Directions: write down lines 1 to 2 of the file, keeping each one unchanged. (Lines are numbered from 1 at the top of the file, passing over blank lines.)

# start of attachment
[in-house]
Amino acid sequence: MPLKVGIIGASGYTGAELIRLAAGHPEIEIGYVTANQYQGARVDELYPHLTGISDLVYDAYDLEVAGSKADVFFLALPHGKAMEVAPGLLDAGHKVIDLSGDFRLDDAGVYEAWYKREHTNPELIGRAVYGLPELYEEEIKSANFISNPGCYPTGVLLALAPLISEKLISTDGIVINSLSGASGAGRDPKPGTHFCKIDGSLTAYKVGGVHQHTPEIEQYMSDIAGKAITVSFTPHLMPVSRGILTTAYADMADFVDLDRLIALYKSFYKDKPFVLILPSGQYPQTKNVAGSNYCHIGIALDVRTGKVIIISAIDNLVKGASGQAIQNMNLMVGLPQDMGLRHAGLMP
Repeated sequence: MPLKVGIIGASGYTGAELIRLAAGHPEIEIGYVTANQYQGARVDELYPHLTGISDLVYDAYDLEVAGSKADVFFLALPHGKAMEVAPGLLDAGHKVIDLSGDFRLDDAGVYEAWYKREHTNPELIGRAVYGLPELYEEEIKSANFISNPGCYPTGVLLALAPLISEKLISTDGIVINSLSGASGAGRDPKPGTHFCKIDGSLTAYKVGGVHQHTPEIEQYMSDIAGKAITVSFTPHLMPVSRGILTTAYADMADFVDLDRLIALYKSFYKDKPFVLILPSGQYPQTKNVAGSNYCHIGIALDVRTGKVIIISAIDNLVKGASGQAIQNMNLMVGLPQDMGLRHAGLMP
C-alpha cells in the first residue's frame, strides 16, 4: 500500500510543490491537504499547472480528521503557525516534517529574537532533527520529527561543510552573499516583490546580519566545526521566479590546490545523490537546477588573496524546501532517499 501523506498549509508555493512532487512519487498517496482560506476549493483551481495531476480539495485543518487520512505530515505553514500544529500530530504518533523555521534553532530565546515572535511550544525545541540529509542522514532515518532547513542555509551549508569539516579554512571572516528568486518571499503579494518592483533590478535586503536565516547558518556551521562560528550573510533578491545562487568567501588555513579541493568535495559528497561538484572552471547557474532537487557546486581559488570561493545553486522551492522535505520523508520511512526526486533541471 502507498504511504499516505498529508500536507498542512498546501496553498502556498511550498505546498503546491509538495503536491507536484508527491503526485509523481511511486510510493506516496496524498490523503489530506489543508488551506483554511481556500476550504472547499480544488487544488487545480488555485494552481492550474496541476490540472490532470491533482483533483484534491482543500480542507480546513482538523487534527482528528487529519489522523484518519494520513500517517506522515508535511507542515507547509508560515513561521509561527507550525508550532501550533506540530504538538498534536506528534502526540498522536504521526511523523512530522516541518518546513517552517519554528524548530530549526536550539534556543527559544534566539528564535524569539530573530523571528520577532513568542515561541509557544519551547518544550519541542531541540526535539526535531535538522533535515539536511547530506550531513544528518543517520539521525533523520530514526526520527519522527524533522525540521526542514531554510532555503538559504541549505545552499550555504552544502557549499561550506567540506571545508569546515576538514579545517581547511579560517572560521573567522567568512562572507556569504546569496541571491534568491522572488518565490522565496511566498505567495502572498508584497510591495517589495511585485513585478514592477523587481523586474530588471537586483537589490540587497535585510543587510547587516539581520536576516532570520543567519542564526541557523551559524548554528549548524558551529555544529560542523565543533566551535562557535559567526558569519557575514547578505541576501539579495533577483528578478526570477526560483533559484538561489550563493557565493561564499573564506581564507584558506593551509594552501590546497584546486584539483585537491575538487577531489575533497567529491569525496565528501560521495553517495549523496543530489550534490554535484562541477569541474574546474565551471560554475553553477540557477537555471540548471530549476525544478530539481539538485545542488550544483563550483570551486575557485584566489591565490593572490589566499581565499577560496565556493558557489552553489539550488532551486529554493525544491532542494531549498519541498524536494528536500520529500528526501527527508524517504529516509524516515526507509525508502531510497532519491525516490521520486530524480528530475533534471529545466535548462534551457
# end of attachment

[in-house]
Amino acid sequence: MPLKVGIIGASGYTGAELIRLAAGHPEIEIGYVTANQYQGARVDELYPHLTGISDLVYDAYDLEVAGSKADVFFLALPHGKAMEVAPGLLDAGHKVIDLSGDFRLDDAGVYEAWYKREHTNPELIGRAVYGLPELYEEEIKSANFISNPGCYPTGVLLALAPLISEKLISTDGIVINSLSGASGAGRDPKPGTHFCKIDGSLTAYKVGGVHQHTPEIEQYMSDIAGKAITVSFTPHLMPVSRGILTTAYADMADFVDLDRLIALYKSFYKDKPFVLILPSGQYPQTKNVAGSNYCHIGIALDVRTGKVIIISAIDNLVKGASGQAIQNMNLMVGLPQDMGLRHAGLMP